I empathize. My family has traced back to the mid-1700s on my grandfather's side. There's even one line from a several great-grandmother going all the way back to Scotland.
It is interesting to see where one comes from.

sandra seamans said...

I've always believed that a family history isn't complete without the stories. Collecting all the dates and places is great, but it's the stories and pictures that really bring a family's past to life. It makes tracing our family tree more than a history lesson. Thanks for sharing, David.

Charles Gramlich said...

I only found out about 3 years ago that my family ancestors actually fought for the NOrth and moved to Arkansas after the war.

David Cranmer said...

Josh, I’m thankful my dad did this research… and amazed that he did all before the days of computers, which was had to be quite time consuming and difficult.

Randy, My dad was able to trace it back two generations before this family picture. He also found some information that says we’re descended from the Archbishop of Canterbury’s brother. Making the link between the two will be the challenge.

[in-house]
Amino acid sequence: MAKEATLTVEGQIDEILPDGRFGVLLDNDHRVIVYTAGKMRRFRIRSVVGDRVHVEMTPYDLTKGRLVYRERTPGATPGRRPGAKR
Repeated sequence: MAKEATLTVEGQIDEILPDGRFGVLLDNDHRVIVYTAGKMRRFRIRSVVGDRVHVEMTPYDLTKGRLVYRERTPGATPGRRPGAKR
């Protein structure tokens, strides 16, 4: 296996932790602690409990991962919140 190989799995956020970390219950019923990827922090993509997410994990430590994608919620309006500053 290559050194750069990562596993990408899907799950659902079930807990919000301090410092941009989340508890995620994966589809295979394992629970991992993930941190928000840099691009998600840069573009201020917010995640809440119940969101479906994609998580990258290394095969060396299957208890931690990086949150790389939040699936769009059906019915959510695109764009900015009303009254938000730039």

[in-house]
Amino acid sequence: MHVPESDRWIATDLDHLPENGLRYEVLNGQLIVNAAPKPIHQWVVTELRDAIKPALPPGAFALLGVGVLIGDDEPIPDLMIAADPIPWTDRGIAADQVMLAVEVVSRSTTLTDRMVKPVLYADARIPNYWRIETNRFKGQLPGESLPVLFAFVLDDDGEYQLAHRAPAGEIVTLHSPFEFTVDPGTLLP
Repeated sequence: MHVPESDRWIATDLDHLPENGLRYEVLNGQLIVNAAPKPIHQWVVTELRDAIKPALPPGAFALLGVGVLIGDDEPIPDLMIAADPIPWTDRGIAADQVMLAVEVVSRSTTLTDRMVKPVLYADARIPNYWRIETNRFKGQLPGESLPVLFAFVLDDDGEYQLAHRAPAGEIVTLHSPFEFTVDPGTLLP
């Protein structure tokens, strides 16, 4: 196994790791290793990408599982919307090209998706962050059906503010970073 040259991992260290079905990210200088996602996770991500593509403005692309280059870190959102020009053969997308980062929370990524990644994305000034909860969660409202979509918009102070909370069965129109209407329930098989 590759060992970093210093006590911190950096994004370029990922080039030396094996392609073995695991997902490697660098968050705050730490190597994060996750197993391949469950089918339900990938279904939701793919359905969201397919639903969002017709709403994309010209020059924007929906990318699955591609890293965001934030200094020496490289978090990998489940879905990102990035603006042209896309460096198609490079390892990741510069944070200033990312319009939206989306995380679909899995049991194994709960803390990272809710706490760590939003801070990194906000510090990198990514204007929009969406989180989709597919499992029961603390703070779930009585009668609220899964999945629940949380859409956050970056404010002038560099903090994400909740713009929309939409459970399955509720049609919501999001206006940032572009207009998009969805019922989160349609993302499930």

Sandra, you’re so right. I recently started jotting down little phrases that my grandparents or parents said that I’d like to remember and one day pass along to the next Cranmer generation. Some are silly, others are poignant, but each one contributes to who my brother, sisters, and I are.

Charles, it's amazing to me how quickly our heritage can become lost. All the family members in this photo were still alive 90 years ago. Some of them lived into the 1950s and the last died in the early 60s. I came along just a decade after that, yet sadly, I only have a few scraps of information about them. Alfred Cranmer also fought for the North, I wonder if perhaps Gramlich and Cranmer fought together... good thing they didn't die together or we might not be conversing now :)

Barbara Martin said...

David, I agree that the stories are important in family histories. A cousin traced my mother's side of the family back to 1460 in England. Thanks for the look into the past.

David Cranmer said...

1460 in England! That's quite amazing. I need to get on the computer and do some more research. Like I mentioned, my dad was doing all this pre-internet and had to write different organizations and then wait for the responses which took forever. I remember he use to call other Cranmers he spotted in the phone book and even wrote to the Mormons in Utah who have quite a large index of information. As I am writing this I realize I'm quite a slacker. I need to get on the ball!